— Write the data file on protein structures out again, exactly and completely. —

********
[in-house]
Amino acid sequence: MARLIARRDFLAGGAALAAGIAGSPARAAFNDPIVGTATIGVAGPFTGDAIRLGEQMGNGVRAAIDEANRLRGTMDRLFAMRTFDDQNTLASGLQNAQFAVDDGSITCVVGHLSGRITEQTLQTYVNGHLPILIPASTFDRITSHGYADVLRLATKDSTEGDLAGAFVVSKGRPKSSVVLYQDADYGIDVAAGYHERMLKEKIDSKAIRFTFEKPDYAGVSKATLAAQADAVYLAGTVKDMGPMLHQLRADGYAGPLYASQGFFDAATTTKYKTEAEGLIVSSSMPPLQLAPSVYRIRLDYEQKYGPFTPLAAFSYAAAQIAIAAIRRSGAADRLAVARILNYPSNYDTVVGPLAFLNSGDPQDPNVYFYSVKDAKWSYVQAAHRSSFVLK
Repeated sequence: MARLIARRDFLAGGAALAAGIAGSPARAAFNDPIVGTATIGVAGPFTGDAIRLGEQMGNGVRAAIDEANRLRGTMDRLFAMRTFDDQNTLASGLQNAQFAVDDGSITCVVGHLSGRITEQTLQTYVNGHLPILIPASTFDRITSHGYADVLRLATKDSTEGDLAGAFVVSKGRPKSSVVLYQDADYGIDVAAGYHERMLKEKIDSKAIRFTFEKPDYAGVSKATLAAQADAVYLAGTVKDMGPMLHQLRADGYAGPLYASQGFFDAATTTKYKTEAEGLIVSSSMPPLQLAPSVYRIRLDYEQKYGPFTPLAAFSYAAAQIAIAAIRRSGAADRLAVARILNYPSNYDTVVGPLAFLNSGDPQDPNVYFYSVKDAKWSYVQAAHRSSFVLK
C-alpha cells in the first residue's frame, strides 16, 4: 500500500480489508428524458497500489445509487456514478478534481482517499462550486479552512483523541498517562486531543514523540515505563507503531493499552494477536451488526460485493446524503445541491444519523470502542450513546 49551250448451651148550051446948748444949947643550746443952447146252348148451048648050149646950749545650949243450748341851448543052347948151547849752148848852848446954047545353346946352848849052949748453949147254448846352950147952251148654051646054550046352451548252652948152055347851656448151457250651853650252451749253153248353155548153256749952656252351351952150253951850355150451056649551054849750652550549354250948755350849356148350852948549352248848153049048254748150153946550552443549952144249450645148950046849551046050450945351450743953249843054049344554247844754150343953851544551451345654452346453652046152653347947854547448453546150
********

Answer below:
[in-house]
Amino acid sequence: MARLIARRDFLAGGAALAAGIAGSPARAAFNDPIVGTATIGVAGPFTGDAIRLGEQMGNGVRAAIDEANRLRGTMDRLFAMRTFDDQNTLASGLQNAQFAVDDGSITCVVGHLSGRITEQTLQTYVNGHLPILIPASTFDRITSHGYADVLRLATKDSTEGDLAGAFVVSKGRPKSSVVLYQDADYGIDVAAGYHERMLKEKIDSKAIRFTFEKPDYAGVSKATLAAQADAVYLAGTVKDMGPMLHQLRADGYAGPLYASQGFFDAATTTKYKTEAEGLIVSSSMPPLQLAPSVYRIRLDYEQKYGPFTPLAAFSYAAAQIAIAAIRRSGAADRLAVARILNYPSNYDTVVGPLAFLNSGDPQDPNVYFYSVKDAKWSYVQAAHRSSFVLK
Repeated sequence: MARLIARRDFLAGGAALAAGIAGSPARAAFNDPIVGTATIGVAGPFTGDAIRLGEQMGNGVRAAIDEANRLRGTMDRLFAMRTFDDQNTLASGLQNAQFAVDDGSITCVVGHLSGRITEQTLQTYVNGHLPILIPASTFDRITSHGYADVLRLATKDSTEGDLAGAFVVSKGRPKSSVVLYQDADYGIDVAAGYHERMLKEKIDSKAIRFTFEKPDYAGVSKATLAAQADAVYLAGTVKDMGPMLHQLRADGYAGPLYASQGFFDAATTTKYKTEAEGLIVSSSMPPLQLAPSVYRIRLDYEQKYGPFTPLAAFSYAAAQIAIAAIRRSGAADRLAVARILNYPSNYDTVVGPLAFLNSGDPQDPNVYFYSVKDAKWSYVQAAHRSSFVLK
C-alpha cells in the first residue's frame, strides 16, 4: 500500500480489508428524458497500489445509487456514478478534481482517499462550486479552512483523541498517562486531543514523540515505563507503531493499552494477536451488526460485493446524503445541491444519523470502542450513546 49551250448451651148550051446948748444949947643550746443952447146252348148451048648050149646950749545650949243450748341851448543052347948151547849752148848852848446954047545353346946352848849052949748453949147254448846352950147952251148654051646054550046352451548252652948152055347851656448151457250651853650252451749253153248353155548153256749952656252351351952150253951850355150451056649551054849750652550549354250948755350849356148350852948549352248848153049048254748150153946550552443549952144249450645148950046849551046050450945351450743953249843054049344554247844754150343953851544551451345654452346453652046152653347947854547448453546150